Telhami/Zogbi report on political opinions in Lebanon
Posted by worriedlebanese on 07/12/2006
The Sadate chair for Peace and development at the University of Maryland has published a very interesting survey done in Lebanon during the second week of November 2006. It shows the political attitudes and opinions of the Lebanese after the summer war. The Lebanese are subdivided into 4 communal categories: Shiite, Sunni, Christian and Druze.
For those who claim that the confessional marker is not significant, almost every single entry in the poll shows otherwise. Judging from the results of the poll, it’s quite obvious that there is a rift between the Shiites and the rest of the country on everything related to the July war and foreign policy.
What I found most interesting are the entries pertaining to identity and the state/religion issues. There is a large consensus over the fact that “Religion must be respected but the Clergy should not dictate the political system”. It would have been interesting to go a step further on this question to see what exactly is meant by dictating the political system: Is it ok for them to intervene during the elections and support some candidates? Is it ok to foster political deals, to sponsor gatherings? Should they be allowed to make regular political statements and recommendations?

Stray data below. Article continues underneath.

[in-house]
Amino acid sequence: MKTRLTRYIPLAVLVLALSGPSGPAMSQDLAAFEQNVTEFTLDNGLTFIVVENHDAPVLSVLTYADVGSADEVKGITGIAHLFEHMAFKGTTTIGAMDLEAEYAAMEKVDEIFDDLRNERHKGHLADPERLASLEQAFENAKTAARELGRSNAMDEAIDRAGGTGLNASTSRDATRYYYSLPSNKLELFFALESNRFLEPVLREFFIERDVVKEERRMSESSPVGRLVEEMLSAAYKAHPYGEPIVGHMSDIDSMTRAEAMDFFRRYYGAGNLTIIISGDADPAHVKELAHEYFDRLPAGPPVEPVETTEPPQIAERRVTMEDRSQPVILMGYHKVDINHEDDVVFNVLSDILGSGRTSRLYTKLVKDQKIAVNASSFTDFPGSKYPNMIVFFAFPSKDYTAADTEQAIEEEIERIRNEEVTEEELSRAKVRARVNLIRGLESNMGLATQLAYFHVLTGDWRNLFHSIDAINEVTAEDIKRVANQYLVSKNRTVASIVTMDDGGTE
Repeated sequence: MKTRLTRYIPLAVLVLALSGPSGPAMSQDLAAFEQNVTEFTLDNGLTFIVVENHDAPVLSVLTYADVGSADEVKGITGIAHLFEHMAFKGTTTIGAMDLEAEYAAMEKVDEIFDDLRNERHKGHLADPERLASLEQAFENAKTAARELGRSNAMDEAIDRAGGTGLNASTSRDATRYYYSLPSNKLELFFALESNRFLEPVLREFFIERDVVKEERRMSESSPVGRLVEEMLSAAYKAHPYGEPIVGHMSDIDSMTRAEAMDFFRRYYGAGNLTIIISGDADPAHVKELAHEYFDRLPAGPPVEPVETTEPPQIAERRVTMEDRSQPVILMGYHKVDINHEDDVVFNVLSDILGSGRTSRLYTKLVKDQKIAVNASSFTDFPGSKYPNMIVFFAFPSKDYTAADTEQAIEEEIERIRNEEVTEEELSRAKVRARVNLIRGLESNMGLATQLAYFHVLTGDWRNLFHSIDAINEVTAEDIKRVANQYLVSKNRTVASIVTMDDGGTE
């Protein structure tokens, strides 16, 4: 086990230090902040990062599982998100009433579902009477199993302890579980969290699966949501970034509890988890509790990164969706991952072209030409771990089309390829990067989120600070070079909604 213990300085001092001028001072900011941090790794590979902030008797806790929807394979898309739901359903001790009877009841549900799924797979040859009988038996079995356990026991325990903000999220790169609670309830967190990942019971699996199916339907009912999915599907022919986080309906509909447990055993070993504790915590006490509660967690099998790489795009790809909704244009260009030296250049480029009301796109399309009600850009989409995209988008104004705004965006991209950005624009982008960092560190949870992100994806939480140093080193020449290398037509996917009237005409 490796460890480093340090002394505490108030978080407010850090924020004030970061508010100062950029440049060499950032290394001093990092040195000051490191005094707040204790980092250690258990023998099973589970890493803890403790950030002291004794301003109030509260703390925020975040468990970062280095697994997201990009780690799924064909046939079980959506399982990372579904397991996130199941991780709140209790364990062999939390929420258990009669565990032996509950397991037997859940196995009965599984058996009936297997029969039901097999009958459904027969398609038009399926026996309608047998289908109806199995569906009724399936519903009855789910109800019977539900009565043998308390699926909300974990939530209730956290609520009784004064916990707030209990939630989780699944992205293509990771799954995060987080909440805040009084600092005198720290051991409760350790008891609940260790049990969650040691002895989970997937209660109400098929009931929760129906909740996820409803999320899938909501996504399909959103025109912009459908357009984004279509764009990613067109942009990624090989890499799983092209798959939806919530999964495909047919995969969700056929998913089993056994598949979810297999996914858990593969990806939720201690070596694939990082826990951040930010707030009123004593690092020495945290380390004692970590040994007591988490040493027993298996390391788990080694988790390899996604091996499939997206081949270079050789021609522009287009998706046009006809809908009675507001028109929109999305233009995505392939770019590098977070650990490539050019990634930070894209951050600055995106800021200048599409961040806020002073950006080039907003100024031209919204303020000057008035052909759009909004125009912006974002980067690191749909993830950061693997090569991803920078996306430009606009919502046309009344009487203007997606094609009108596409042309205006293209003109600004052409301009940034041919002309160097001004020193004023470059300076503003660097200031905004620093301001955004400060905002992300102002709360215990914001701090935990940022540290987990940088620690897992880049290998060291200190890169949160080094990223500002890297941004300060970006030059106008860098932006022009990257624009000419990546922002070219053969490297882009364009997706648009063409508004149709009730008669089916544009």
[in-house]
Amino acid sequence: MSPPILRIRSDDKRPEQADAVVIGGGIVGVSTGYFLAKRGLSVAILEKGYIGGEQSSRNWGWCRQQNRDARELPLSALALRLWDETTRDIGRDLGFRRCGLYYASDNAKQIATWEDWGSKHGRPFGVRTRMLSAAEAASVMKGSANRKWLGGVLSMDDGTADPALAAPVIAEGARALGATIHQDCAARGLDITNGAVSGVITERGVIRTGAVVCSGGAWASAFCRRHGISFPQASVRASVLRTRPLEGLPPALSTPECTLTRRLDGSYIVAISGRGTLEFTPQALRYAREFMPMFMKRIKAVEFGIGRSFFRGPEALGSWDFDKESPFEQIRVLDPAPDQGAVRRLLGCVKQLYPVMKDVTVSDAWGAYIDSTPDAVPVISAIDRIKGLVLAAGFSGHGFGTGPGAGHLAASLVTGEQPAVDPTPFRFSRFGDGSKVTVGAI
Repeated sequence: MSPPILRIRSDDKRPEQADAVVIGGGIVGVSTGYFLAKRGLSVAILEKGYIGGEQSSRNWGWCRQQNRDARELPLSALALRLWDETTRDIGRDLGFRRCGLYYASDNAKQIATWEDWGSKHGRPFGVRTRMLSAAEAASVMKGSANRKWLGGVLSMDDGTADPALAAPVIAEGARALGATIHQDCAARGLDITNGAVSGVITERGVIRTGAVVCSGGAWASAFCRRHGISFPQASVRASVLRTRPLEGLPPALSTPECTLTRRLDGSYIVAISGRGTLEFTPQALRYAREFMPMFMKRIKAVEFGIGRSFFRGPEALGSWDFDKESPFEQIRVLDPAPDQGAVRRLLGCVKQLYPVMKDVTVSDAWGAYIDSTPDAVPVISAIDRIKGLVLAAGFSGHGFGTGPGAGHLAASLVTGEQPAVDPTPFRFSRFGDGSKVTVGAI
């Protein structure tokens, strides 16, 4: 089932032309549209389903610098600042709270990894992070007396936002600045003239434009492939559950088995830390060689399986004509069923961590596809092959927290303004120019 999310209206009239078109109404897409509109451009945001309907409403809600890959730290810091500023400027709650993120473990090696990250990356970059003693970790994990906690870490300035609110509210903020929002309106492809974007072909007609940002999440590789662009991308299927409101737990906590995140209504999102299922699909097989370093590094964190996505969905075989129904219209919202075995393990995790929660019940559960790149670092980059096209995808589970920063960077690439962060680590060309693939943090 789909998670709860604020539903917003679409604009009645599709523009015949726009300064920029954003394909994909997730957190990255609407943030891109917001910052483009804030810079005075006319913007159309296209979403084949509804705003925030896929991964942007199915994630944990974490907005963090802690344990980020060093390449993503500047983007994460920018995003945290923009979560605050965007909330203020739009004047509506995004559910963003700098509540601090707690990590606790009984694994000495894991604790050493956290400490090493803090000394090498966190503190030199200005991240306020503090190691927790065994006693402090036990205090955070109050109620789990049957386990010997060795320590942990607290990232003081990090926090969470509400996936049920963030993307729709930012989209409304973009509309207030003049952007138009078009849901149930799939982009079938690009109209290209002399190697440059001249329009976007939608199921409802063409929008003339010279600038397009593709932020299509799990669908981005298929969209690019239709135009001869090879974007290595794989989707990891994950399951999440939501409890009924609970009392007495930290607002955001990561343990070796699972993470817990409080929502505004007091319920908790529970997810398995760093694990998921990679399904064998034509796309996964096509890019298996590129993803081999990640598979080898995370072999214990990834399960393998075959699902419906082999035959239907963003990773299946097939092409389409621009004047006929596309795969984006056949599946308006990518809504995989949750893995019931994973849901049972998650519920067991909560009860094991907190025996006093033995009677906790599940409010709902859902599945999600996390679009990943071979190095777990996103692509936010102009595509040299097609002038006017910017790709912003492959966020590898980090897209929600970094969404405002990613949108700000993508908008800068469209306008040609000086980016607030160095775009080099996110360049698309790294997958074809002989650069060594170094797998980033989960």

But the Lebanese groups seem to differ in their estimation of the role religion plays in Middle-Eastern politics. The Shiites seem to want more, the Druze seem quite satisfied with the situation and the Christians the most disapproving, followed by the Sunnis.
As for identity, the Lebanese put their national identity first (a mean 72%), the second most important identity is more problematic and changes from one community to another. The communal identity is the highest among Christians, while the reference to an Arab identity is the highest among the Druze (24% higher than the national average). It would be interesting to add other elements to see the meaning that is attributed to each identity. What might seem convergent at first glance might then appear otherwise.